360° Analysis

Obama and AfPak: A Continuation of Regional Interests


June 08, 2013 08:09 EDT

For peace to have any prospects, the Obama administration has no option but to engage closely with Afghanistan and Pakistan.

The US was in an unprecedented foreign policy crisis when Barack Obama first took office in January 2009 due to its military engagements in two of the modern history’s longest and costliest wars: the Afghanistan War and the Iraq War. Unsatisfactorily ending the latter, the US still continues with its involvement in the AfPak region as part of the on-going War on Terror.

Obama: Merely a Politician?

Re-elected to the Oval Office in 2012, President Obama has a second chance to redeem his legacy in the volatile region torn by war and terrorism. The US foreign policy behaviour during the past decade can be interpreted as traditional of a superpower, according to power politics paradigm, that takes pride in its military might and displays excessive use of it, at times unnecessarily. Nevertheless, Obama holds his own bag of failures with wrong decisions, missed opportunities and mistaken policies — even if seen outside of the power politics paradigm.

Observing Obama’s leadership, one is struck by a surprising question as to whether he is merely a politician or statesman with a vision and a thorough plan. A politician’s presidential prospects are debatable and subject to their political fortunes and outlook. But once a president starts serving time in office, it puts their potential to test and critique, which is often not positive.

Obama has proven his potential as a good campaigner. Judging by his public speaking skills, one wishes he could negotiate deals just as well as when he lays out his policy plans in speeches. Looking back to 2009, after getting over from his presidential rhetoric, the US president offered little on his policy agenda that could be appreciated concerning the AfPak region.

President Obama made his first visit to Afghanistan during his presidential campaign in July 2008, and later made three subsequent visits in March and December of 2010, and May 2012, after he was elected. In retrospect, these visits were made for scoring political points than for really improving matters of bilateral or regional concerns.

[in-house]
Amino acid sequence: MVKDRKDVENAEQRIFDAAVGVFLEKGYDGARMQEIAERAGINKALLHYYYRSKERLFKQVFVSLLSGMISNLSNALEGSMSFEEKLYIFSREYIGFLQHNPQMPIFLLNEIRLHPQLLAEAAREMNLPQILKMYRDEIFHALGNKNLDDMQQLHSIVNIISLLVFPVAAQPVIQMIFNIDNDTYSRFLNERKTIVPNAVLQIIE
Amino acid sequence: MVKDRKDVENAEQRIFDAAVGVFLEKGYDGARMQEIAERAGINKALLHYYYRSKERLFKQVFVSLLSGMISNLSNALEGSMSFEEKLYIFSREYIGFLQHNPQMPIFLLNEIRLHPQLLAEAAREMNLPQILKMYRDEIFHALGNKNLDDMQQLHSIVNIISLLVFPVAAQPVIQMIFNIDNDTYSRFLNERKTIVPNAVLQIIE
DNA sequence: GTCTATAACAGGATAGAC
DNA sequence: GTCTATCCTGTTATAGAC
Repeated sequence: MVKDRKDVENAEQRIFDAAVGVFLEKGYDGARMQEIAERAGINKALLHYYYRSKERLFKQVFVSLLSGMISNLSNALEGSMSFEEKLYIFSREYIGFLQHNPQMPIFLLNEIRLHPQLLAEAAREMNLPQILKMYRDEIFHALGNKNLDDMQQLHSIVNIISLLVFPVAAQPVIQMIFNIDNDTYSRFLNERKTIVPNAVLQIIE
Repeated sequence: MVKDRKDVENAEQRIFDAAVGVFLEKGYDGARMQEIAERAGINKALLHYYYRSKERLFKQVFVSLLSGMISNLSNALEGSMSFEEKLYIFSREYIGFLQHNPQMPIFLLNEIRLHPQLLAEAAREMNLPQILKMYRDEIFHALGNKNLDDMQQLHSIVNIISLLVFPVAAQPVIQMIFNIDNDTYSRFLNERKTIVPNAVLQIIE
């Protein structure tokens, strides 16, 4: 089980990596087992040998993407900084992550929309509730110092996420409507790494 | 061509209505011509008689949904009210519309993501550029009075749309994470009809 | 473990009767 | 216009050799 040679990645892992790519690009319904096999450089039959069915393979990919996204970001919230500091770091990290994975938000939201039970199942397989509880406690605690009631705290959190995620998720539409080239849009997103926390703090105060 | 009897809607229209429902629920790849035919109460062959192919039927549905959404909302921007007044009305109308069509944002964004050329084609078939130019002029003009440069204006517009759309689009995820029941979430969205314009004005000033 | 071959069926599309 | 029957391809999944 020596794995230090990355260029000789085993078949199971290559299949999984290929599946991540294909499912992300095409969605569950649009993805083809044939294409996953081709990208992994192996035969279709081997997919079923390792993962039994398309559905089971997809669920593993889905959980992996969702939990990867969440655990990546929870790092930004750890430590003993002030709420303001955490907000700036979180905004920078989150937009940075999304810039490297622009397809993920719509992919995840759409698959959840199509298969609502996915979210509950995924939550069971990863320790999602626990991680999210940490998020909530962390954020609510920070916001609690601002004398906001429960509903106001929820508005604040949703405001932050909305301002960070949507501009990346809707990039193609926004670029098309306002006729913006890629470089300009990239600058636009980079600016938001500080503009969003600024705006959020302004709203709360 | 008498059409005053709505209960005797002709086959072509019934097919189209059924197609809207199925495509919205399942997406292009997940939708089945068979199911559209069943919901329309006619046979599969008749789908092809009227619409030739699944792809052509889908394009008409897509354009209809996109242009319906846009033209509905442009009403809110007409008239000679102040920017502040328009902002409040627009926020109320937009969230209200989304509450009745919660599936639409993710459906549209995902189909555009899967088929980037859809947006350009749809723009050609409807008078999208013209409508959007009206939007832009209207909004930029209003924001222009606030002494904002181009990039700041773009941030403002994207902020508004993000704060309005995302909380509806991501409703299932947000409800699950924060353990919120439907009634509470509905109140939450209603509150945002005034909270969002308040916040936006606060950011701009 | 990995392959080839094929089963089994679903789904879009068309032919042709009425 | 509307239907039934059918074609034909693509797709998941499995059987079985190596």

Although, Obama stayed in Pakistan for three weeks as a college graduate in 1981 on his way back from Indonesia after visiting his mother and half sister, clearly it had little to do with his then future ambitions. He is yet to make his official visit to Pakistan as a head of state, and there are no such plans predicted. In contrast, he chose to make a four-day visit to India in November 2010, which shows the US strategic tilt towards the new emerging regional power.

For a country like Pakistan, which is America’s major non-NATO ally and its partner in the War on Terrorism, it not only gives an impression of neglect in its due strategic importance. This gesture also suggests that President Obama is not keen on pursuing any improvement in relations with Pakistan directly as a leader, and that he prefers to leave it to his administration instead to patch up the holes left by his government’s policies.

An Embodiment of Realist Politics

In a lot of ways, politics in the US has still to grow ideologically and take roots in philosophical grounds. Despite having been a democratically elected president, and whose political mind should have an approach from a social liberalist perspective, Obama is still expected to embed his leadership feet on a power-realist platform that could give him a vantage point to understanding his military and strategic advisors.